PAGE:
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How The Sino-African Relationship Is Influencing The Rest Of The World

China’s rapid advance into Africa has sparked a heated debate not only among ordinary citizens and analysts but also within the corridors of world power. The West accuses China of neo-colonialism while China responds that its policy of non-interference is just what the emerging world, including Africa needs. But does the growing relationship between China and Africa have larger, global strategic implications? Aya Imai argues that it does and that it is already shaping global policy.

China in Africa is no longer a myth but a fact of life. The dragon’s sensational arrival on the scene, which has been accelerated particularly after Beijing’s decision to initiate the “going global” (Zŏuchūqū) policy in 1999, has attracted the attention of investors, scholars, policy makers and a wider population, and has led to a phenomenal upsurge in the amount of relevant research and analysis.

Much of this has focused solely on either negative or positive repercussions of China’s growing presence on the African continent, and, as such, there has been an increasing call for a re-evaluation of Sino-African affairs not as a neatly demarcated area within contemporary international relations, but as a key turning point in the post-Cold War global order.

Of equal significance is the impact of this relationship on the policy-making processes of China’s neighbouring Northeast Asian states. Last month, China, Japan and Korea met in Beijing for the Trilateral Policy Consultation on Foreign Policy towards Africa, this being the fifth of its kind. This effort of linking foreign policies is quite an extraordinary accomplishment in a geopolitical setting as notorious as that of Northeast Asia.

Dominating views

Back in 2008, Chris Alden of the London School of Economics wrote: “It is the rise of China that has introduced new dimensions into relations between the two regions [Asia and Africa] and is itself indicative of a fundamental change in the pattern of international relations.” Statements along the same lines as Alden’s that strive to grasp the Sino-African relationship in a broader context have often been neglected amongst the mainstream commentaries in favour of those made by popular media or risk analysis consultancy, whose focus has been heavily inclined towards the latest updates of Chinese involvement in Africa’s political economy. For example, the latest $2.5bn deal between Sinopec and Total over the latter’s offshore Nigerian field and the new agreement to build the West African Coastal Highway signed by the Chinese Ministry of Commerce and the Economic Community of West African States (ECOWAS), etc.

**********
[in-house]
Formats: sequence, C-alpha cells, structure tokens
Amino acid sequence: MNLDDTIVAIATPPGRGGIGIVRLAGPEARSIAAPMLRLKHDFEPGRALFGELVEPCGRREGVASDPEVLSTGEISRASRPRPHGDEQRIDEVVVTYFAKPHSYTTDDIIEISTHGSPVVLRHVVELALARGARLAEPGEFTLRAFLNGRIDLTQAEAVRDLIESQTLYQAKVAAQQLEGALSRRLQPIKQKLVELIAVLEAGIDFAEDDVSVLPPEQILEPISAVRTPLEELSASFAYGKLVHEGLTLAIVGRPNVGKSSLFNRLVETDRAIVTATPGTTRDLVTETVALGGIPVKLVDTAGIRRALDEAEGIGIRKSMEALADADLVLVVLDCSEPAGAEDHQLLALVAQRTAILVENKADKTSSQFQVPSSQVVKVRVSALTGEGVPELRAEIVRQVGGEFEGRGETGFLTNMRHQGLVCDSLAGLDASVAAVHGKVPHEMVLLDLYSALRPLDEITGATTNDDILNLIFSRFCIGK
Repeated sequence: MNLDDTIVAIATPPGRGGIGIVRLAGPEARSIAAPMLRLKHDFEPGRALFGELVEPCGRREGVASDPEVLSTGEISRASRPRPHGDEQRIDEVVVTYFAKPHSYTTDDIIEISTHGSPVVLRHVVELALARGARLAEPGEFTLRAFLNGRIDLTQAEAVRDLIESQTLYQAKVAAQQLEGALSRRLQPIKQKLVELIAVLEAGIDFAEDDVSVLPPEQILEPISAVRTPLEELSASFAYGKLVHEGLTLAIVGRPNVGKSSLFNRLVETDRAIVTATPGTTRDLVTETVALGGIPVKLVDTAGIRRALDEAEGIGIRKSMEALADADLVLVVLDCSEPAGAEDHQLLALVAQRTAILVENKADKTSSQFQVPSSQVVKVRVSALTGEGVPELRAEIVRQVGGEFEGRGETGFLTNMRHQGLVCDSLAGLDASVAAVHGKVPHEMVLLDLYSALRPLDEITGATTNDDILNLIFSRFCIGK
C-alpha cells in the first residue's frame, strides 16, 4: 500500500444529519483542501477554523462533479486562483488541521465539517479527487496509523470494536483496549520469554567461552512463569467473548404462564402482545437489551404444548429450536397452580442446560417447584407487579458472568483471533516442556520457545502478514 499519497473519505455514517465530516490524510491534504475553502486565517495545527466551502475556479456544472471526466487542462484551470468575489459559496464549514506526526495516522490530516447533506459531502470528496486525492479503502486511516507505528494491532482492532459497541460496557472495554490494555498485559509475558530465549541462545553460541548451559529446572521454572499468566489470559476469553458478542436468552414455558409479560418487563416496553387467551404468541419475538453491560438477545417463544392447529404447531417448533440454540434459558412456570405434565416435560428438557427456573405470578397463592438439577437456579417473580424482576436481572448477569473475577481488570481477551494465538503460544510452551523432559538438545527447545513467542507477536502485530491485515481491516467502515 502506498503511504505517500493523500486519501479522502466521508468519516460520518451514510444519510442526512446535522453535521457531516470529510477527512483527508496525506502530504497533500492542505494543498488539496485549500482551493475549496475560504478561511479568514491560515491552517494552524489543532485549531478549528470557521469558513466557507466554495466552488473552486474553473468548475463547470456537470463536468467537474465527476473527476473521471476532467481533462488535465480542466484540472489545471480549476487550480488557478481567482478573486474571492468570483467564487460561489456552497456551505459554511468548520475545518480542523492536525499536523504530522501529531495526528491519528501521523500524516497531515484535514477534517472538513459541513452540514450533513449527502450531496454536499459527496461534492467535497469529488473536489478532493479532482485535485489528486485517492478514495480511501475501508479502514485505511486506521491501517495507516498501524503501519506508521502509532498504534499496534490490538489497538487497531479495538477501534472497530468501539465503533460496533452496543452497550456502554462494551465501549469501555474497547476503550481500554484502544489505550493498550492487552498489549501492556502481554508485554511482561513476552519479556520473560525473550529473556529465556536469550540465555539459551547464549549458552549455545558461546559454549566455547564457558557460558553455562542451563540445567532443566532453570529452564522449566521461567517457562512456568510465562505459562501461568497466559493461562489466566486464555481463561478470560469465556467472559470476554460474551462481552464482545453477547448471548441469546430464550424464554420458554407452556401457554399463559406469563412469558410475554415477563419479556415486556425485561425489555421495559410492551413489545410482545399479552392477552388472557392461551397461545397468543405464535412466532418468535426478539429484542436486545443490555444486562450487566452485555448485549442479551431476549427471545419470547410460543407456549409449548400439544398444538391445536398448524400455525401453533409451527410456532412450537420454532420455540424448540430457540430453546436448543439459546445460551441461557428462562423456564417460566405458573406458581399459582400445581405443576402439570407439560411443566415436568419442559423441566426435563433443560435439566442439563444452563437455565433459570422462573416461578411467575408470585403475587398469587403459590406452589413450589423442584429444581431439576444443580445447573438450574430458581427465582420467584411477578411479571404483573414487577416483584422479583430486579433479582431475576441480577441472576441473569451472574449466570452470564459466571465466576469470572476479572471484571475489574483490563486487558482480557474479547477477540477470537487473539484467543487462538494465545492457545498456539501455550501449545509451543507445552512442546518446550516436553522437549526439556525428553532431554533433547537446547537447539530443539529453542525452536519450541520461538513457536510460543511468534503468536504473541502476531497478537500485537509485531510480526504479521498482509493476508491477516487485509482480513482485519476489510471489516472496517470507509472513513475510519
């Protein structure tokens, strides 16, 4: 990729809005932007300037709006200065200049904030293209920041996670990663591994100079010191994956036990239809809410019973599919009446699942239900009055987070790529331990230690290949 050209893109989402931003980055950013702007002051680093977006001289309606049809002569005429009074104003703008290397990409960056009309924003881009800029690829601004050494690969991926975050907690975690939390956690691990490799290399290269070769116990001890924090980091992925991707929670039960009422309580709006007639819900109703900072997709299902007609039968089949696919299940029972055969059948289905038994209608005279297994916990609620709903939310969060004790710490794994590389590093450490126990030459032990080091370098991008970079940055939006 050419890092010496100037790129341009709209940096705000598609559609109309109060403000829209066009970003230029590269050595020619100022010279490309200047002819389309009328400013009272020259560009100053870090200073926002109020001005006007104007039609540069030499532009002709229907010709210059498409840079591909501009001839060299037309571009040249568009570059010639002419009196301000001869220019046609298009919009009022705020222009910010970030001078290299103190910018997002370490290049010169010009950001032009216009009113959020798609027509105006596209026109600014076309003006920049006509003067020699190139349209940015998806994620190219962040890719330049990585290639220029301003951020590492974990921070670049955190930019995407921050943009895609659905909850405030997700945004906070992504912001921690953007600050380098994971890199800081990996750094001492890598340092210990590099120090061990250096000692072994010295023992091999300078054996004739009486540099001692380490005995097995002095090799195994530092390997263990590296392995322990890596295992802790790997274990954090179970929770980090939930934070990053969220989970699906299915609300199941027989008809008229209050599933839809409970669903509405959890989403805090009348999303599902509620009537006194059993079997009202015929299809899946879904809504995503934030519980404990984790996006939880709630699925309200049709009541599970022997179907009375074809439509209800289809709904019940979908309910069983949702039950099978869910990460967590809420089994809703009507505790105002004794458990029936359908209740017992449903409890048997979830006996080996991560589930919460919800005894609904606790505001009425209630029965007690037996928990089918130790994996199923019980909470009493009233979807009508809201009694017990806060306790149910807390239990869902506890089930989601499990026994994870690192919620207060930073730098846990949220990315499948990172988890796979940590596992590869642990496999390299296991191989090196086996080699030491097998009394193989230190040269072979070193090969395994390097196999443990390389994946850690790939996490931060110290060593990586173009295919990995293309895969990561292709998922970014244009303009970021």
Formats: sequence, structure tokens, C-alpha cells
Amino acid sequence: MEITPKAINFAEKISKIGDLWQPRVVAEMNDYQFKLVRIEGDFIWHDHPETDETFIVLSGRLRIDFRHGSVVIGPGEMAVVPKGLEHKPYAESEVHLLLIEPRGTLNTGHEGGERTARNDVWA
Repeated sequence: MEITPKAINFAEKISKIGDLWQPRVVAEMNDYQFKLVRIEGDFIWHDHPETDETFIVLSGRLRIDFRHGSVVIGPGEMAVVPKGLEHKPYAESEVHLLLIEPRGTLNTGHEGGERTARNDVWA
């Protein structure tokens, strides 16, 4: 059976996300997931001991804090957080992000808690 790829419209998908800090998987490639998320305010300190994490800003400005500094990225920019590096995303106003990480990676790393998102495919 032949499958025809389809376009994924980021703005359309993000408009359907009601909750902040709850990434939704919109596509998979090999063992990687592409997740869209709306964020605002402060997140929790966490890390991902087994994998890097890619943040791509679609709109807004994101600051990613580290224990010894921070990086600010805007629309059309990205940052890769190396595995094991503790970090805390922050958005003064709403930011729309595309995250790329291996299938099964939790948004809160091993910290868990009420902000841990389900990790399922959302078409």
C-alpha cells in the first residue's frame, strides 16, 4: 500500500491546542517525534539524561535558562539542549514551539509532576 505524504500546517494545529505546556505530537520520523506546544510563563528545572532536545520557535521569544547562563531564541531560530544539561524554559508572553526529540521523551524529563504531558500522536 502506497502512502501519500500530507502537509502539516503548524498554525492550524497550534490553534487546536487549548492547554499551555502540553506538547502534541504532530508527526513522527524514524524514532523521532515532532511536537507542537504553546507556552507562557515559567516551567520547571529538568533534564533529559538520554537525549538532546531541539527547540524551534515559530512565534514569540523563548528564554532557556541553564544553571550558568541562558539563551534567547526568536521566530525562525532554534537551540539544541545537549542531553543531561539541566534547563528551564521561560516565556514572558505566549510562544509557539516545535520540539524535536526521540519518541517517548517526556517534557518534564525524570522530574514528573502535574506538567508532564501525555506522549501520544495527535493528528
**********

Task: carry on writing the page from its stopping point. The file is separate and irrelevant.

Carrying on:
This is understandable given the fast-paced nature of the current Sino-African engagement and the volume of relevant information that comes with it. Google ‘China’ and ‘Africa’, and you will soon be confronted with more than 1.4bn search results that are enough to overwhelm anyone with countless detailed case studies, which eventually put one off from caring about a bigger picture.

This is why the commentaries on the Sino-African relationship can be broadly categorised into two contrasting views with both views mainly focusing on China and Africa per se.

The first view portrays China as a neo-colonialist or as a greedy and cold-hearted resource-scrambler, with which several Western high officials align closely. US Secretary of State Hillary Clinton is famous for her condemnatory speech against China’s “creeping colonialism” made during her 2011 tour in Africa: “We saw that during colonial times, it is easy to come in, take out natural resources, pay off leaders and leave. And when you leave, you don’t leave much behind for the people who are there. We don’t want to see a new colonialism in Africa,” she said.

Some African politicians also echo such an overly pessimistic view, a good example being the current Zambian President, Michael Sata. The well-known story of the 2006 Zambian election, where Sata brilliantly played the anti-China card and threatened Beijing by promising an official recognition of Taiwan, is too often elaborated as a brave attempt to resist the repetition of colonial history. Look more closely, however, and one will find that the Sinophobic discourse is much less prominent in Sata’s recent statements. During the 2011 campaign, Sata signalled that he would continue the Zambian government’s support for foreign investment from China. Moreover, his first official appointment at State House was with China’s ambassador to Zambia, Zhou Yuxiao. With this, Deborah Brautigam, professor at Johns Hopkins University, points to Sata’s pragmatism and analyses that he does acknowledge the importance of the Sino-Zambian engagement notwithstanding tensions surrounding the relationship.